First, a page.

• "A You’re Adorable
    This is an old song from the 1940's, a hit version of which was recorded by Perry Como. It has also been heard on Sesame Street and recorded by Sharon, Lois, and Bram and John Lithgow. Martha Alexander also did a really sweet board book version, published in 1994.
  • "Marching Around the Alphabet" by Hap Palmer
    Hap Palmer turns the alphabet into a physical game, where kids march around a set of letters lying on the floor, and stop periodically to identify the nearest letter. See this song in action on YouTube.
  • "ABC Chant" by Barbara Milne
    This song is a list of the letters just like the original song, but it has a slightly different, gentler tune, which can easily be learned on a guitar or ukulele.
  • "El Abecedario" by Jose Luis Orozco
    Jose Luis Orozco is well-known for his Spanish language children's songs. This is his alphabet song, focusing on the letters of the Spanish alphabet. (It is followed by the traditional English alphabet song.)
  • "Swinging the Alphabet" by The Three Stooges
    This silly song was featured in a 1938 Three Stooges film called  Violent Is the Word for Curly. According to Wikipedia, it was written even earlier, in 1875, under the title "The Spelling Bee." In the 1980s, it was recorded by Joanie Bartels on Sillytime Magic as simply "The Alphabet Song."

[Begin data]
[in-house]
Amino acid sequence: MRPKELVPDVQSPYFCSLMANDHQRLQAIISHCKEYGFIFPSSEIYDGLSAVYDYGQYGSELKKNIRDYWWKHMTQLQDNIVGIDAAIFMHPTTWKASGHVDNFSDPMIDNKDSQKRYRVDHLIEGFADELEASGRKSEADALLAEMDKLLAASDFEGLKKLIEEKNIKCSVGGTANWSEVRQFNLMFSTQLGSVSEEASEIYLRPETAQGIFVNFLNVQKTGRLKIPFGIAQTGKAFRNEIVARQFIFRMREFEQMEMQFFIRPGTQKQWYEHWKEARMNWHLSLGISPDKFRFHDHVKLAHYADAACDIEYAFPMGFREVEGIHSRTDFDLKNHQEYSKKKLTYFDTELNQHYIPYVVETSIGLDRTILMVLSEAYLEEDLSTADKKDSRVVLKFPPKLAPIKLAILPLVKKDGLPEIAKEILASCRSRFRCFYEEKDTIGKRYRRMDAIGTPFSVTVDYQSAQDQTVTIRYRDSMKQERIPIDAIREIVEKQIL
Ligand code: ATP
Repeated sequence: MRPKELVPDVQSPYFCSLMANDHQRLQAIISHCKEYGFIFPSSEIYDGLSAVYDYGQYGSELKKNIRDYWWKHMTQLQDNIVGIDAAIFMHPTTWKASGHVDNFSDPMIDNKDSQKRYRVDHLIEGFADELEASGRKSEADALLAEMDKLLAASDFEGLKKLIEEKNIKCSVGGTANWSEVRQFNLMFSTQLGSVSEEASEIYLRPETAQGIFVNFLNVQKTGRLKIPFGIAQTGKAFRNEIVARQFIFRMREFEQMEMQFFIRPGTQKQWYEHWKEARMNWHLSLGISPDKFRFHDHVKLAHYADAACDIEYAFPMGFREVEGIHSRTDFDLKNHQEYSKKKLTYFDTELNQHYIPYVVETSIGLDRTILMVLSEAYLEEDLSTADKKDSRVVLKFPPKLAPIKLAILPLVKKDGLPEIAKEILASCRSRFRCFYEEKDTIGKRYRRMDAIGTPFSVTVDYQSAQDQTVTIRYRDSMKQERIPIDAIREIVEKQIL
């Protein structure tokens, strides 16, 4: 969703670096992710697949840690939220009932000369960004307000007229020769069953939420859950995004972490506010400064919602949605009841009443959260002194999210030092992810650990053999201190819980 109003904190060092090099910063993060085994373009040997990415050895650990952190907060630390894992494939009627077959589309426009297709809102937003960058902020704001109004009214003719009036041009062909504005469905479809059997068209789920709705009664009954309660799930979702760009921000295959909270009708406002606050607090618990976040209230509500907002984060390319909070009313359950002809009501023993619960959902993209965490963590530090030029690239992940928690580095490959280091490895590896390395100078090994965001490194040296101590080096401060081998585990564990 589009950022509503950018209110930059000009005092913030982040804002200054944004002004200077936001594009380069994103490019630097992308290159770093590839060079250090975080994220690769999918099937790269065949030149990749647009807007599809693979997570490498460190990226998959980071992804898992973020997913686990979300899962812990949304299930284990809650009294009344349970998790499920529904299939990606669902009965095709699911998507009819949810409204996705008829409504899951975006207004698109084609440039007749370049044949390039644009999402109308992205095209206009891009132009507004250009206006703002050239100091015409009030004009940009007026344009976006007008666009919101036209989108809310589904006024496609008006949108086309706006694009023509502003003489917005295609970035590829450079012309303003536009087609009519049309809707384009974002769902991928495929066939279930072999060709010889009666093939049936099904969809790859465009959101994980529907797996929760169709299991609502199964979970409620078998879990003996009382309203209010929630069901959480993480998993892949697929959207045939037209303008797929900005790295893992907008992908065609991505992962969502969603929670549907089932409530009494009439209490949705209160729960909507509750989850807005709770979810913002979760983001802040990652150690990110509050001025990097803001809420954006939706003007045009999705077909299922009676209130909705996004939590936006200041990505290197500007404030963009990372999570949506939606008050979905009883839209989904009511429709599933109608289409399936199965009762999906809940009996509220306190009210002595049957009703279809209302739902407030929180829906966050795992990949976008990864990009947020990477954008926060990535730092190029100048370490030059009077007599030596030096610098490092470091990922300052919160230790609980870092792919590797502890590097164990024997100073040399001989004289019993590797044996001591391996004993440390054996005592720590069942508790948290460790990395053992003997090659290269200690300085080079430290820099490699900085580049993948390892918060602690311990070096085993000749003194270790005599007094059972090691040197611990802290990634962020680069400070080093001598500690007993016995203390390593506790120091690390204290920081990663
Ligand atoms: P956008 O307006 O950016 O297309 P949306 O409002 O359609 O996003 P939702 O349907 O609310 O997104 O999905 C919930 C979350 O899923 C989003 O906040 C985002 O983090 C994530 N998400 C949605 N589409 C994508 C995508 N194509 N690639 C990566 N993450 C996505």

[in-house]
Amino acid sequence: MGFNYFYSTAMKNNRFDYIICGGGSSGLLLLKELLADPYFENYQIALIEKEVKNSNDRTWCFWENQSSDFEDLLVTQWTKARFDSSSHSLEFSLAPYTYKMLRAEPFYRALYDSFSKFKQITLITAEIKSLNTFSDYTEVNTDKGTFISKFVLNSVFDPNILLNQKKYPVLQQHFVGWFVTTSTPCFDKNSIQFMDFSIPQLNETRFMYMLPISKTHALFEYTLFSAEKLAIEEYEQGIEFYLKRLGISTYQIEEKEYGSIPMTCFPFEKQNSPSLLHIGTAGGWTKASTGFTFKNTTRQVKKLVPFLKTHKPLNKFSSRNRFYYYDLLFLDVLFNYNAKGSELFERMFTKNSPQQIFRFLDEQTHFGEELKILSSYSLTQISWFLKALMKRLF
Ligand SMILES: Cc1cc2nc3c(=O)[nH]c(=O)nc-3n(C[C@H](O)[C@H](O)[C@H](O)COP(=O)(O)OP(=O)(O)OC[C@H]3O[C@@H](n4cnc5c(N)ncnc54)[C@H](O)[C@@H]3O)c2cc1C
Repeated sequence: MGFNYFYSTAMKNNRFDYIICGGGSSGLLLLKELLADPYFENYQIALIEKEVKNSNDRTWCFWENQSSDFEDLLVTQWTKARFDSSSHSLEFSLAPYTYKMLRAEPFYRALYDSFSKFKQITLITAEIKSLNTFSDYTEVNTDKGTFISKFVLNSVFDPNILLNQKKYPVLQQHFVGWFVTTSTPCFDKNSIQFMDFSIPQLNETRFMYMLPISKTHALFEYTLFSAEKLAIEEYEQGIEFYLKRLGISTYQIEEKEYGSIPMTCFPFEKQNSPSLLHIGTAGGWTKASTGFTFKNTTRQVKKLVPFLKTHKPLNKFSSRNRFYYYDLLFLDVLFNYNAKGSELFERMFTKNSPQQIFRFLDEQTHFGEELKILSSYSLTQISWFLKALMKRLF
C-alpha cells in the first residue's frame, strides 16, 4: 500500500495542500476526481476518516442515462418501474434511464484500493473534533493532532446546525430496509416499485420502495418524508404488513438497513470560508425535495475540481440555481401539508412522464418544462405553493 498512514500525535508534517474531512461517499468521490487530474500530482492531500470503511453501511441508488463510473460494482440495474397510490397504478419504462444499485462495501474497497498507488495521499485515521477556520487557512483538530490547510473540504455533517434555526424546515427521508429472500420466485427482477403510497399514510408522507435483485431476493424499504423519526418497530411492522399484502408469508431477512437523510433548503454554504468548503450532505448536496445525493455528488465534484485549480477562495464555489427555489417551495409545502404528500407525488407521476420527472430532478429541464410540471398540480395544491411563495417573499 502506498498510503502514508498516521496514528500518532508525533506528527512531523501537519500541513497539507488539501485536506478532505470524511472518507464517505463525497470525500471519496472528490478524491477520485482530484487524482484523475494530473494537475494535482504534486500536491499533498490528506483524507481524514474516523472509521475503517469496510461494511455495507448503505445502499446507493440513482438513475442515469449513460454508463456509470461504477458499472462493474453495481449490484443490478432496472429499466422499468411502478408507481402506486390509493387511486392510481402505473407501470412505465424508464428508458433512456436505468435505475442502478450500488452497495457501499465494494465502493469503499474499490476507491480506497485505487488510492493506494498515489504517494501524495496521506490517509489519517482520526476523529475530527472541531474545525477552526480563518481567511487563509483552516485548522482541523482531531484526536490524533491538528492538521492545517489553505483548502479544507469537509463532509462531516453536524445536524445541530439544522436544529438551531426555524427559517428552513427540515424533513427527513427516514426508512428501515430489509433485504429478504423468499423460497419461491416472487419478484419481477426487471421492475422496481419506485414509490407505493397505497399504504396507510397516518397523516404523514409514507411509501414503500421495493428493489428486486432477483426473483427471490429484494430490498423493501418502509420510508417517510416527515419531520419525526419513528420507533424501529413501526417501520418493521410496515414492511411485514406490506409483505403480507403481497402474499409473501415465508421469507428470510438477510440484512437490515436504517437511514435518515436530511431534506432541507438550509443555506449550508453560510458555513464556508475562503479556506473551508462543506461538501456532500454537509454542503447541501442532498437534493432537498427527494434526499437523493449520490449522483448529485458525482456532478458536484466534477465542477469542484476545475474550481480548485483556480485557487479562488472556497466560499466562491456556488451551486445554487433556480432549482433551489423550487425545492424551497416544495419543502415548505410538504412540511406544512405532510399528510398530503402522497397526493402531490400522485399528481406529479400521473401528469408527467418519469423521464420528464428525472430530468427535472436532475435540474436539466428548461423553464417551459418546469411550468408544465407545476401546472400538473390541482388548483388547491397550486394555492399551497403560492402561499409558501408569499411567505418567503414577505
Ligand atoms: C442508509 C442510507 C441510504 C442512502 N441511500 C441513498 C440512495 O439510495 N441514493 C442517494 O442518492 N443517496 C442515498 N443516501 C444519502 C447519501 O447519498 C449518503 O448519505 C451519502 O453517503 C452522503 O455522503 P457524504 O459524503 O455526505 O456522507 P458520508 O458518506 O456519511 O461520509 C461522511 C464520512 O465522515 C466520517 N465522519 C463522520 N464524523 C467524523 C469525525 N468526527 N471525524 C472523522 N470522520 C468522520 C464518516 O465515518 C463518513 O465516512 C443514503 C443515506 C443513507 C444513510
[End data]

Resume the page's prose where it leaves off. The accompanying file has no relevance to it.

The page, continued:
Friday, March 20, 2015

5 Recommended Authors for Kids Who Love Byron Barton and Donald Crews

An adult services librarian friend who has a toddler asked me a while ago for reading suggestions for her son who loves Byron Barton and Donald Crews. Knowing how popular these authors are, I knew that the list I shared with her would probably be helpful to lots of parents with young children, so today I'm compiling it here.

Philemon Sturges

Sturges's collection of simple texts about things young kids love is illustrated with bold pictures by Shari Halpern. The illustrations are similar to Byron Barton's work, and the transportation themes, especially, will appeal to Crews fans.

Emma Garcia

Emma Garcia's onomatopoetic picture books explore cars, construction sites, and tools  through sound. The brightly colored illustrations are perfect for toddlers, and great for large-group story times.

Jonathan London

Jonathan London also tells transportation stories using silly sounds words. His books are slightly longer and more suitable for three- and four-year-olds. Denis Roche's illustrations are very similar to Byron Barton's pictures of vehicles in his books.